- Importance of Being Earnest - her mom plays Lady Bracknell in a local production, and there's quite a bit of family line practicing and quoting. My sisters and I tried to stage a dramatic performance of this when we were younger, and it's one of my mother's favorites.
- On her father's attitude toward the family: "He liked the air of authenticity we lent to his exhibit. A sort of still life with children."
- Her parents (for different reasons than mine) had a marriage lacking in intimacy, which ended in divorce.
- Her 'urbane' father opts to live in a provincial hamlet, keeping his sphere of travel quite contained.
- Her dad is an avid gardener, and they even mention a crabapple tree. It used to be my job (with my sisters) to pick up the crabapples from the back yard so my dad could feed them to the deer.
- Her dad's creepy Camus existentialism/absurdity of death fixation - let's just say The Stranger was more like Stranger Danger for little ole' moi. Where was my Kimmy Schmidt Stranger Danger Ranger?
- Their house is filled to the brim with books.
- The family grows up in good ole' PA, the Keystone State.
- None of these things on their own seem that strange (after all, loads of people must have crabapple trees in their yards), but it felt like a strikingly large collection after I wrote them all down.
In case you are new to reading my blobbety blob, I'll let you in on a little secret: there are a few things I can't stand in life:
(a) the sound of couples making out in public [sorry! it's true! it's just so squishy and gross!]
(2) violence [of any kind, but particularly torture] and
(d) literary criticism.
I recognize the irony of this, considering I majored in Comparative Literature at Haverford, but part of why I started this blog was to reclaim my experience of books, and to rebuild those intimate, personal sparks that are shared only between reader and author, and that are so often bastardized and influenced by what other people tell you to think about a book, or think you should know before you read one. Sometimes this can be a challenge (looking at you, Ulysses) and sometimes this means I will miss things (like, for instance, the entire anti-communist subtext of Animal Farm) but what it does for me is provides a momentary union with the text, stripped of societal barriers or artificially constructed boundaries of understanding. Alison seems to have been won over by literary criticism, and spends a great deal of her novel analyzing and providing 'agreed-upon truths' about other books, most specifically Proust's Remembrance of Things Past. As I am one of the probably thousand or so people in the world who has actually read the complete Proust, I was annoyed at her presumptive explanations of what Proust meant, especially since Proust died a little over halfway through publishing his magnum opus. We can't know what Proust was thinking or intending unless we ask him, so unless you are also a very powerful medium, Alison, maybe take it down a notch. K? #kBYYYee! Also, she used two of my least favorite words (which I think were actually designed by sneaky linguists to make intelligent people feel stupid), epistemology and tautology, so Nope. step off, now. I'll take my personal Proustian feelings and keep them in a box over here, s'il vous plaît.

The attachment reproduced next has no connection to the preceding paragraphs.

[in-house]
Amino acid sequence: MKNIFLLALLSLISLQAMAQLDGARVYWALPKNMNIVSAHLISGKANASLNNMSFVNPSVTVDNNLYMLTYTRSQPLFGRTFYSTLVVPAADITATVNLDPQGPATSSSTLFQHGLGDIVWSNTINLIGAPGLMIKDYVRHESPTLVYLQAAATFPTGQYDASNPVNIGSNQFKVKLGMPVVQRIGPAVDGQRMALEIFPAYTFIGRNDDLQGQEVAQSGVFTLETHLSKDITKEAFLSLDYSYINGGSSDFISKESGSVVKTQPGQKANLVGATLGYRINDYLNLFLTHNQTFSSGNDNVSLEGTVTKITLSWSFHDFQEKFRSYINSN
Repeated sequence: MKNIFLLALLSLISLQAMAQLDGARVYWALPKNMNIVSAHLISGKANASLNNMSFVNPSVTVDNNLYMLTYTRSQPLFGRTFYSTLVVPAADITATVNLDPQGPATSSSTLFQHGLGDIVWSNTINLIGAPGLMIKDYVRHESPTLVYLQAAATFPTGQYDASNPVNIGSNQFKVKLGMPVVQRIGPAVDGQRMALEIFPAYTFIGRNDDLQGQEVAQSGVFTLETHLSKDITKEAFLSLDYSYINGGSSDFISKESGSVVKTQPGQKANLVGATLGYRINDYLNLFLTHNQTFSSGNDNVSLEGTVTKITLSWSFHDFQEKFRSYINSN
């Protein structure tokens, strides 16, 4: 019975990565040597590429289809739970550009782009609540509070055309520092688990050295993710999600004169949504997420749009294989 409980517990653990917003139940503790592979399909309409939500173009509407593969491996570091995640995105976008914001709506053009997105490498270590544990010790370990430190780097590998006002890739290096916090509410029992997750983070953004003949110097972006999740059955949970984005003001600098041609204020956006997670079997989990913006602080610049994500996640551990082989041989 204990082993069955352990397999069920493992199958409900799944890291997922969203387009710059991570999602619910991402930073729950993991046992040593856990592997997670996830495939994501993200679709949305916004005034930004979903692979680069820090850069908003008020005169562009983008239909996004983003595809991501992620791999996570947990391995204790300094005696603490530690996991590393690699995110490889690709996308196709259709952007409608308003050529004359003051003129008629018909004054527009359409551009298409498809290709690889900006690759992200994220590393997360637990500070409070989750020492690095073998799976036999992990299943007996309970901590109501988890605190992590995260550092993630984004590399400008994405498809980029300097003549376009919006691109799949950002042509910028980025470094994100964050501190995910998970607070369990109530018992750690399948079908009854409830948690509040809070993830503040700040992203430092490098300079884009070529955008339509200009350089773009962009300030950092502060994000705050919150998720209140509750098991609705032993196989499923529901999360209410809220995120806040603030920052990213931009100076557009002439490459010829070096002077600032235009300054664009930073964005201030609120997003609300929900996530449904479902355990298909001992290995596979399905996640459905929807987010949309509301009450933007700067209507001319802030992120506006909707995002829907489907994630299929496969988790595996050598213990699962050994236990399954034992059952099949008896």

Alison is a rock, Alison is an i-i-i-i-sland...
Okay, true confessions time: sometimes I have a hard time connecting with people who either don't have siblings, or people who aren't close to their siblings. It just feels hinky to me, like they must have done something wrong or not drunk enough of their 'I will heart my siblings' potion as a child. I recognize that this sounds wildly unfair, but hey! It is what it is. I thought it was super weird that Alison had not one, but two brothers, who seemed to factor as nonentities in her memoir. She later explains, "Our family was like an artists' colony. We ate together, but otherwise were absorbed in our separate pursuits." That made me feel...sad. I value creativity and all, but to me, family is all on top of one another, piled up in this big messy heap, and sometimes uncomfortably stuck together and painfully intimate. I think the difference in the sense of family identity was particularly pronounced as I was coming out of Irvingland in HNH, where the Berry family swings into the too-closely-connected/borderline codependent zone. If given the option of the two, I'll take the latter.